M.S. How did you hook up with Johnny Neel? He plays a big role on you r album.
C.L. When I did the second album with Mel we had a record deal with a Nashville label and we went to Nashville and toured around for some studios. We looked at some of the bigger studios and somebody said you’ve got to meet Johnny Neel he has a studio in his basement. It’s actually a very good studio. He just puts out this amazing vibe and he is a really talented engineer, so we ended up recording Mel’s album there. He and I became acquaintances I wouldn’t say friends at that time. We played together on Mel’s album and we found we had a lot in common musically. It’s actually ironic because at that point I had never heard him sing. But a couple of years later when I was recording the album I was looking for a certain kind of voice and I felt that I didn’t have the exact voice that I wanted, so I called Johnny up and asked him if he would do it. I really wasn’t prepared for what an amazing job he would do. He just blew me away. I would kind of sing him what I wanted and he’d just take it and say okay well tape! He just really understood where this music was coming from and through that we have become pretty good friends, we’ve done some live shows together.
M.S. It’s funny when I listened to your own at first I didn’t look at the sleeve and I remember thinking wow this guy can really sing and then I heard a familiarity, and then I saw Johnny’s name and said okay!
C.L. There have been a few reviewers that have attributed the voice to me and not bothered to read the credits. "Cyril Lance sings his arse off," I wish! (Laughs)
M.S. I take that you do sing as well?
C.L. Yes, I love to sing. I do sing some of the material on our live gigs. You know having Johnny do my material really helped me sing my own material, ironically because he has such a depth of singing. It was like a little lesson for me. I think working with Johnny has really improved my own singing.
M.S. You certainly can play guitar! I hear a lot of influences way beyond the Muddy Waters thing. I hear subtle Hendrix phrases here and there. Are there any other guitar players that you are especially influenced by?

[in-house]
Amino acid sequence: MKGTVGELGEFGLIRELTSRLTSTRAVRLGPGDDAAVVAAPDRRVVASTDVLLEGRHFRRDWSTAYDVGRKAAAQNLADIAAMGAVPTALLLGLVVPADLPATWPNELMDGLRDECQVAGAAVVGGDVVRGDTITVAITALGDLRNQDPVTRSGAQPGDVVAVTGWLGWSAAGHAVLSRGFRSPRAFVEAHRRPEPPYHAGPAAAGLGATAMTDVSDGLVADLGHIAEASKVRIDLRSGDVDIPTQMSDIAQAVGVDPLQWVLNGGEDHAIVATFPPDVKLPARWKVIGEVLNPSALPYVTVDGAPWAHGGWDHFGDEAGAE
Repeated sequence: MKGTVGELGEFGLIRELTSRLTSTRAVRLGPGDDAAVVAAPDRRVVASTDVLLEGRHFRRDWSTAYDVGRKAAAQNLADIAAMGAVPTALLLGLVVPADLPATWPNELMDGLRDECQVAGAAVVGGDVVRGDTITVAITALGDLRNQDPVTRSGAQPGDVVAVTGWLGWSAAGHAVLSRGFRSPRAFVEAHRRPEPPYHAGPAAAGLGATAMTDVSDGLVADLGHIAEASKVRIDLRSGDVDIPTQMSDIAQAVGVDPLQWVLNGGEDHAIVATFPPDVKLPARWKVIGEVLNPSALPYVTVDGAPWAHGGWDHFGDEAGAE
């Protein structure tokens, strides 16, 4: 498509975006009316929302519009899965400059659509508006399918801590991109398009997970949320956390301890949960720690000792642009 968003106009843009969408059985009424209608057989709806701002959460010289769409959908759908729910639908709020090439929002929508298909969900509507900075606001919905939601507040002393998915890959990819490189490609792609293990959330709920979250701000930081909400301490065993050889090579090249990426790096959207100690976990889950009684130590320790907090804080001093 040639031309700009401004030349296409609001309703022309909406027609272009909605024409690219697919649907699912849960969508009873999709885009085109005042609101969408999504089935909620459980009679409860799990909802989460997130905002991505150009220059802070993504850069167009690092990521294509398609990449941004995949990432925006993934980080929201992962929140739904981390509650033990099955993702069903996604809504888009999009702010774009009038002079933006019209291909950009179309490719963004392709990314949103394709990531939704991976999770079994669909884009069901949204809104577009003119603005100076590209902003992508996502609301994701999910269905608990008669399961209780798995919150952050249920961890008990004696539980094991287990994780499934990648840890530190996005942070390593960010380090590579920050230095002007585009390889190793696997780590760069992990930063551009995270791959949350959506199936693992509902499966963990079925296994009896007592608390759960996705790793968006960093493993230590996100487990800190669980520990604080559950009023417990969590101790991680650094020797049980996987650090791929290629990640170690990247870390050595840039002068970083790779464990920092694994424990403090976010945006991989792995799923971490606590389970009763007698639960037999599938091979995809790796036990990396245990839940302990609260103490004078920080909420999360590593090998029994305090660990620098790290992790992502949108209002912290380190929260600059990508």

C.L. To go back to what your saying, one of my goals was the album started out as a tribute to Muddy Waters but as I developed it I kind of allowed the songs to become tributes to people that really influenced me. "Hot Tamale Baby" is an obvious nod to Carlos Santana who was a huge influence on me. He was of the first guitar players that I really listened to. I like I listened to his Abraxas album probably five or times in a row before I listened to a single other album. I think Muddy Waters is really one of my big musical influences in blues. Also Johnny Winter that came right out of Muddy. Jimi Hendrix is more of a pure musical influence. I have never sat down and studied his guitar style,
M.S. I can see that. I just can hear a couple of nice subtle phrases that are a nod towards the more melodic Hendrix.
C.L. Right. Hendrix had a level of musicality where he could take a song to a different level. "Catfish Pie" is definitely a tribute to Danny Gatton. I’m a big Danny Gatton fan and also his death was really tragic. Danny Gatton just personified a lot of music that I really aspire to do because he had that gritty, dirty American roots feeling, rockabilly and stuff. Harmonically he was really complex and also a totally unique player. He had his own signature. All of those things are things that I aspire to. Having the ability to bring harmonic complexity to really basic music and still have it be relevant is a real art form.
I also like a lot of the jazz guitar players, John Abercrombie and a lot of the ECM players. I’m also a B3 fanatic as you probably got from the album.